4. During the Italian  Wars there was an ultra-light artillery piece which looked like a giant musket. It had a wooden three-legged rest, allowing the firer to stand, not like the later machine guns, and required a crew of two.

5. If you want to see the current most accurate figures for the earlier Italian Wars I suggest a look at those produced in 28mm by The Assault Group. Below are some Italian arquebusiers. The arquebus looks pretty handy and no sign or need of rests:


. Now those are what I call potatoes!! Wow! 
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Techno
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« Reply #37 on: 24 August 2018, 10:28:50 AM »

You OIK !!  Grin Grin Grin Grin Grin

Cheers - Phil
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Orcs
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« Reply #38 on: 24 August 2018, 11:08:40 AM »


They are not Arquebus's They are 16th Century  SPUD Guns  Smiley

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Techno
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« Reply #39 on: 24 August 2018, 11:10:51 AM »

They are not Arquebus's They are 16th Century  SPUD Guns  Smiley

Soooooo....You want to be an OIK too, then, Mark.

Well deserved !  Wink

Cheers - Phil
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Techno....AND STILL.....The most picked on member of the forum since 2011
Leman
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« Reply #40 on: 24 August 2018, 06:48:43 PM »

 Grin Grin Grin, Spudsa you like-a. Those nifty Italians - way before Pizza Hut!
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Techno
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« Reply #41 on: 20 September 2018, 01:19:18 PM »

I've got another question....(Inspired by the talking book I'm listening to at the mo')

Why do we class a century as 100.....When a Roman Centurion was in charge of 80 'grunts' ?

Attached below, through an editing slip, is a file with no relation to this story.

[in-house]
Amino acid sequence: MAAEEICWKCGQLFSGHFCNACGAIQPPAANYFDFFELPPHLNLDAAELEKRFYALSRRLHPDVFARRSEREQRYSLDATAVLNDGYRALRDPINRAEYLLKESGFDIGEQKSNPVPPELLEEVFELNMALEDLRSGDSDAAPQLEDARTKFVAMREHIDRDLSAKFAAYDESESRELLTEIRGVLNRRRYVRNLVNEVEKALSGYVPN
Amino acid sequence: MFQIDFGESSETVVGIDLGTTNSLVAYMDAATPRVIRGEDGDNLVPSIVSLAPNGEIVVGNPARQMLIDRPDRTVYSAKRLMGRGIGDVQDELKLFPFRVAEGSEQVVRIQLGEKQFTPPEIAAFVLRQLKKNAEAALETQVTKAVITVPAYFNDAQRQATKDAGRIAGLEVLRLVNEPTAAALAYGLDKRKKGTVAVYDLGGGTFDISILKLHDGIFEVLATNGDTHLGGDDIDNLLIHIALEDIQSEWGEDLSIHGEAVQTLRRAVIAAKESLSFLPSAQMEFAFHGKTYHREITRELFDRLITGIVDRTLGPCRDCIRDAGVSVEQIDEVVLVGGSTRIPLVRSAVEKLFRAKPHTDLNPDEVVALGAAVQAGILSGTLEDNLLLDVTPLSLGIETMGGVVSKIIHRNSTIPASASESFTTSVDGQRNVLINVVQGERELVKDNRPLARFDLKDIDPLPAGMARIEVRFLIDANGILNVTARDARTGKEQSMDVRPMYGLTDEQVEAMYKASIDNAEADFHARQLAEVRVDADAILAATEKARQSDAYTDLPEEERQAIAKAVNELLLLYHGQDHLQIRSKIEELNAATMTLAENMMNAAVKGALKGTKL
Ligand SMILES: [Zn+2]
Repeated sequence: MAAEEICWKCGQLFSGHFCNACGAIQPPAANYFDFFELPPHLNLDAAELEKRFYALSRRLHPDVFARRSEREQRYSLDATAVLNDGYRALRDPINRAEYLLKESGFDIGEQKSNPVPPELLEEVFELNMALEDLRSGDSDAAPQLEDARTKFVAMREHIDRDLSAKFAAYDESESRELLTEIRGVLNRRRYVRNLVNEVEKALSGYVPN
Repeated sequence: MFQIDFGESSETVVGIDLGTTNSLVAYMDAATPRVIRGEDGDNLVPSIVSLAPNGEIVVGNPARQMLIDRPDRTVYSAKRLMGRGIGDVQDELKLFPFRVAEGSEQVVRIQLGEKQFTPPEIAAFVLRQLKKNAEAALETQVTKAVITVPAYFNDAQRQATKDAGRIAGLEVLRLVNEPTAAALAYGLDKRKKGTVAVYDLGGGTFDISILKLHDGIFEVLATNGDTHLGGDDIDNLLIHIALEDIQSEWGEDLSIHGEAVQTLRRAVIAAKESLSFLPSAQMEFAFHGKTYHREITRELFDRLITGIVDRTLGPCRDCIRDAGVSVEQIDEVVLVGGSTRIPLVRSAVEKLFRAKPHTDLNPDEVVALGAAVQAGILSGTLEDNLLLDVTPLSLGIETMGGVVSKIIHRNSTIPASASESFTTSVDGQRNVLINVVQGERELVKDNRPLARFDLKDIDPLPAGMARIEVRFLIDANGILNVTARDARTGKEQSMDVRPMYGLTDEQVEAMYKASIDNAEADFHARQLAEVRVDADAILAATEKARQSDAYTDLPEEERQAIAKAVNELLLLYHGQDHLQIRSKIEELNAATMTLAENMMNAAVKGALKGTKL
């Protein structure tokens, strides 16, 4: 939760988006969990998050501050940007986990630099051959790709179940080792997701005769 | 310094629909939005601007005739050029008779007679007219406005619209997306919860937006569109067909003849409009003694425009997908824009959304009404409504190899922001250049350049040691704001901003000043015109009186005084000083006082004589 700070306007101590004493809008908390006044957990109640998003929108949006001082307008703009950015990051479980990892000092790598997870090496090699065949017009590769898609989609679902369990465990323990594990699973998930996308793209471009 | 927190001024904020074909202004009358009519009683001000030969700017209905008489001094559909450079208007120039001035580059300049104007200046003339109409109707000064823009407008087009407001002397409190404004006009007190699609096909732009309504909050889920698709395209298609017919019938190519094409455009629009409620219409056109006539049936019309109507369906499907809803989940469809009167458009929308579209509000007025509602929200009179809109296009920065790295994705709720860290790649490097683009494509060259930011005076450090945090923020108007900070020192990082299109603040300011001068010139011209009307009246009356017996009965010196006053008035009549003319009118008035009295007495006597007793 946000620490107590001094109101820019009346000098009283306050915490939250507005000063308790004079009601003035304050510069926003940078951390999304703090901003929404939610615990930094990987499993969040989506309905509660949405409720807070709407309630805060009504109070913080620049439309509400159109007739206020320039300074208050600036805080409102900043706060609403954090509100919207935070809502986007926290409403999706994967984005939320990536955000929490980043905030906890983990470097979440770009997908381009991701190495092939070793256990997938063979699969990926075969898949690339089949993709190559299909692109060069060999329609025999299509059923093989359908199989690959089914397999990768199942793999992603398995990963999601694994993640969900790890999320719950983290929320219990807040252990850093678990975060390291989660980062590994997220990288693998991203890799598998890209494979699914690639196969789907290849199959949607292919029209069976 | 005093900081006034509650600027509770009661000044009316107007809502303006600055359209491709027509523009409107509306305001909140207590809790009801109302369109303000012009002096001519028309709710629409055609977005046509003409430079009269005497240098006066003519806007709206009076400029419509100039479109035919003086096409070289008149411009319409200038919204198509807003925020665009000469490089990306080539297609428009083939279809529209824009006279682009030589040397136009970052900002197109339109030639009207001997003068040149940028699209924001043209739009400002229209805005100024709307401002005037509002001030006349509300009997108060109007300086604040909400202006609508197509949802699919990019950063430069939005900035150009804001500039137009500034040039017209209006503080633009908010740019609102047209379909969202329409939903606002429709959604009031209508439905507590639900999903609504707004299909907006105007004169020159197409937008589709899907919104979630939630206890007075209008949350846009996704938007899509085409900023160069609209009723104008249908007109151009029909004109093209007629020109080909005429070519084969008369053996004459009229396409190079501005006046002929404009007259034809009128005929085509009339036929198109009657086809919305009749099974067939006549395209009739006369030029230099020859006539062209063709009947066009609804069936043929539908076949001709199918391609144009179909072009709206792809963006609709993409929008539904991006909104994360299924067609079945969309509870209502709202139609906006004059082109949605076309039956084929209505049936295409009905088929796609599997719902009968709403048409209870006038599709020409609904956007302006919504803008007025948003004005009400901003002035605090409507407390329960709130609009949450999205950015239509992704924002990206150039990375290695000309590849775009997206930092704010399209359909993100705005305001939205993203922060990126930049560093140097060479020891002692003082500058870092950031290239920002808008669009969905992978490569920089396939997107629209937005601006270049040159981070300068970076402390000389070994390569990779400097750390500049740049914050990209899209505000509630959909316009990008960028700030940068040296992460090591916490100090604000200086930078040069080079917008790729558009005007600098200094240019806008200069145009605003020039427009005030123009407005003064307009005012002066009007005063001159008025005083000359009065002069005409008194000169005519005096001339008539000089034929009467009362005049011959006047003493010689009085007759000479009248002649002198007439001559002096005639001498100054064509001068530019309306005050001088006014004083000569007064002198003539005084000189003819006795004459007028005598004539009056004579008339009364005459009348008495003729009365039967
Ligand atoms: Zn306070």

When did 80 become 100 ?

I need to be told.

Cheers - Puzzled of Wales.
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Ithoriel
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« Reply #42 on: 20 September 2018, 01:34:56 PM »

The Servian Reforms, attributed to the sixth king of Rome (Servius Tullius) in the mid 500's BC, but probably an accretion of bits and pieces of legislation, custom and practice in the 600s to 400s divided the military into centuries of, nominally, 100 men according to their wealth.

I doubt centuries were ever exactly 100, except by chance!

The Marian Reforms of 107BC (named for Gaius Marius) introduced centuries of a more realistic 80 men, again "more honoured in the breach than the observance."

That help any?
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Techno
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« Reply #43 on: 20 September 2018, 01:43:30 PM »

That's great, Mike !!

Ta for that.  Thumbs up

Cheers - Phil
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Leman
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« Reply #44 on: 20 September 2018, 02:22:41 PM »

So when you turn 80 next week you will be able to call yourself a centenarian.  Evil Keep on truckiní Phil.